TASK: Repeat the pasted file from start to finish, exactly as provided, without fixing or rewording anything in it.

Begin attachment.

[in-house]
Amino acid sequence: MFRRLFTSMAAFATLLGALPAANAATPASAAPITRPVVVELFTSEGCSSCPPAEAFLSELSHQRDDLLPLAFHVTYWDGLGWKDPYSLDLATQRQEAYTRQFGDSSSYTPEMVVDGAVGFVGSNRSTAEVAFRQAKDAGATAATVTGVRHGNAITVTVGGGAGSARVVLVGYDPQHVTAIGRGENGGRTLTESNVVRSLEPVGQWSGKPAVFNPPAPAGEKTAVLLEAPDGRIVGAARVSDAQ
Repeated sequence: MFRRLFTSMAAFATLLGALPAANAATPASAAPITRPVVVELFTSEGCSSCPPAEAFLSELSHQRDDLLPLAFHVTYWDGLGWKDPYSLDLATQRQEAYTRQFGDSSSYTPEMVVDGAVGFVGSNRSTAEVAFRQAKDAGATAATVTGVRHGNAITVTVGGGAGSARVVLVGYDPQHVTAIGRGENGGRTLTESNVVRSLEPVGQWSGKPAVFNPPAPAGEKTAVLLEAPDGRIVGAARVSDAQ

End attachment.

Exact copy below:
[in-house]
Amino acid sequence: MFRRLFTSMAAFATLLGALPAANAATPASAAPITRPVVVELFTSEGCSSCPPAEAFLSELSHQRDDLLPLAFHVTYWDGLGWKDPYSLDLATQRQEAYTRQFGDSSSYTPEMVVDGAVGFVGSNRSTAEVAFRQAKDAGATAATVTGVRHGNAITVTVGGGAGSARVVLVGYDPQHVTAIGRGENGGRTLTESNVVRSLEPVGQWSGKPAVFNPPAPAGEKTAVLLEAPDGRIVGAARVSDAQ
Repeated sequence: MFRRLFTSMAAFATLLGALPAANAATPASAAPITRPVVVELFTSEGCSSCPPAEAFLSELSHQRDDLLPLAFHVTYWDGLGWKDPYSLDLATQRQEAYTRQFGDSSSYTPEMVVDGAVGFVGSNRSTAEVAFRQAKDAGATAATVTGVRHGNAITVTVGGGAGSARVVLVGYDPQHVTAIGRGENGGRTLTESNVVRSLEPVGQWSGKPAVFNPPAPAGEKTAVLLEAPDGRIVGAARVSDAQ